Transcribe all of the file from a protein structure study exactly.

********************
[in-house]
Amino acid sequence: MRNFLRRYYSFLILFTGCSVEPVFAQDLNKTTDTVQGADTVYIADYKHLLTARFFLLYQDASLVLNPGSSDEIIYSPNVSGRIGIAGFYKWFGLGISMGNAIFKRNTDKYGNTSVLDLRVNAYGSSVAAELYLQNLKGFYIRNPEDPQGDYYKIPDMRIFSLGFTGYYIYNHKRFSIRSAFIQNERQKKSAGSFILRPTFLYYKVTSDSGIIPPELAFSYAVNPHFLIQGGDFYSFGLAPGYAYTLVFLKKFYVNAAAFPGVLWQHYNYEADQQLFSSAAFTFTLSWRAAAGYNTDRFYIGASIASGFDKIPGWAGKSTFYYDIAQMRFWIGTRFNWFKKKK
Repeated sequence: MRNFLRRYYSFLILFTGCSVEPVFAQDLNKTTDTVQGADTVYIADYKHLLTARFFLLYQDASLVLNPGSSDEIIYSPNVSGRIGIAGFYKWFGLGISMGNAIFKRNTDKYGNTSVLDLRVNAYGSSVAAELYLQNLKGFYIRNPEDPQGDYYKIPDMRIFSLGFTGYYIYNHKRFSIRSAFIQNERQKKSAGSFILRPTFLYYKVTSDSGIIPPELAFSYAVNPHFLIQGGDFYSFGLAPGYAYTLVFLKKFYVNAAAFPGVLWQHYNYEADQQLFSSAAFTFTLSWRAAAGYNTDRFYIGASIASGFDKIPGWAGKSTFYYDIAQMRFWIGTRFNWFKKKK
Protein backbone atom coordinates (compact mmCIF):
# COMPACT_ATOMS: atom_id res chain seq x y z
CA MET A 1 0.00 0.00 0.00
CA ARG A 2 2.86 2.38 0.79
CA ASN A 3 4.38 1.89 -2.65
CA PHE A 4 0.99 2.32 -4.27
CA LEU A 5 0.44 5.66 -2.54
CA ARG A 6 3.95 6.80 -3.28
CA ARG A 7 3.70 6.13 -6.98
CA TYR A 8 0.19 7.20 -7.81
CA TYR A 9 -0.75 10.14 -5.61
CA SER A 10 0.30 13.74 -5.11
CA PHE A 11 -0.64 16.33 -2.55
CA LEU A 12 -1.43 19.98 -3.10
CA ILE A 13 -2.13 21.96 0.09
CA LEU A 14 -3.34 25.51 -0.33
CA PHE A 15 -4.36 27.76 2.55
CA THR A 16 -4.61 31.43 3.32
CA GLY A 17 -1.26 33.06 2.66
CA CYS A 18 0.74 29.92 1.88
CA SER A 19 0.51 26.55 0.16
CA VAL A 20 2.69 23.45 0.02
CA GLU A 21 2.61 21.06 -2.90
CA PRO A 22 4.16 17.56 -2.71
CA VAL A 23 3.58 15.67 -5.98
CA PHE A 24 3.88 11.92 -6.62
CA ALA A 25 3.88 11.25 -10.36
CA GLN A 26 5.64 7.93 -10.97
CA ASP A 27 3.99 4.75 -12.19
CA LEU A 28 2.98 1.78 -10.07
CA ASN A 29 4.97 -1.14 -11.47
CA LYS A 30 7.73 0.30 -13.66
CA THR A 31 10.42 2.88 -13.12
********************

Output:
[in-house]
Amino acid sequence: MRNFLRRYYSFLILFTGCSVEPVFAQDLNKTTDTVQGADTVYIADYKHLLTARFFLLYQDASLVLNPGSSDEIIYSPNVSGRIGIAGFYKWFGLGISMGNAIFKRNTDKYGNTSVLDLRVNAYGSSVAAELYLQNLKGFYIRNPEDPQGDYYKIPDMRIFSLGFTGYYIYNHKRFSIRSAFIQNERQKKSAGSFILRPTFLYYKVTSDSGIIPPELAFSYAVNPHFLIQGGDFYSFGLAPGYAYTLVFLKKFYVNAAAFPGVLWQHYNYEADQQLFSSAAFTFTLSWRAAAGYNTDRFYIGASIASGFDKIPGWAGKSTFYYDIAQMRFWIGTRFNWFKKKK
Repeated sequence: MRNFLRRYYSFLILFTGCSVEPVFAQDLNKTTDTVQGADTVYIADYKHLLTARFFLLYQDASLVLNPGSSDEIIYSPNVSGRIGIAGFYKWFGLGISMGNAIFKRNTDKYGNTSVLDLRVNAYGSSVAAELYLQNLKGFYIRNPEDPQGDYYKIPDMRIFSLGFTGYYIYNHKRFSIRSAFIQNERQKKSAGSFILRPTFLYYKVTSDSGIIPPELAFSYAVNPHFLIQGGDFYSFGLAPGYAYTLVFLKKFYVNAAAFPGVLWQHYNYEADQQLFSSAAFTFTLSWRAAAGYNTDRFYIGASIASGFDKIPGWAGKSTFYYDIAQMRFWIGTRFNWFKKKK
Protein backbone atom coordinates (compact mmCIF):
# COMPACT_ATOMS: atom_id res chain seq x y z
CA MET A 1 0.00 0.00 0.00
CA ARG A 2 2.86 2.38 0.79
CA ASN A 3 4.38 1.89 -2.65
CA PHE A 4 0.99 2.32 -4.27
CA LEU A 5 0.44 5.66 -2.54
CA ARG A 6 3.95 6.80 -3.28
CA ARG A 7 3.70 6.13 -6.98
CA TYR A 8 0.19 7.20 -7.81
CA TYR A 9 -0.75 10.14 -5.61
CA SER A 10 0.30 13.74 -5.11
CA PHE A 11 -0.64 16.33 -2.55
CA LEU A 12 -1.43 19.98 -3.10
CA ILE A 13 -2.13 21.96 0.09
CA LEU A 14 -3.34 25.51 -0.33
CA PHE A 15 -4.36 27.76 2.55
CA THR A 16 -4.61 31.43 3.32
CA GLY A 17 -1.26 33.06 2.66
CA CYS A 18 0.74 29.92 1.88
CA SER A 19 0.51 26.55 0.16
CA VAL A 20 2.69 23.45 0.02
CA GLU A 21 2.61 21.06 -2.90
CA PRO A 22 4.16 17.56 -2.71
CA VAL A 23 3.58 15.67 -5.98
CA PHE A 24 3.88 11.92 -6.62
CA ALA A 25 3.88 11.25 -10.36
CA GLN A 26 5.64 7.93 -10.97
CA ASP A 27 3.99 4.75 -12.19
CA LEU A 28 2.98 1.78 -10.07
CA ASN A 29 4.97 -1.14 -11.47
CA LYS A 30 7.73 0.30 -13.66
CA THR A 31 10.42 2.88 -13.12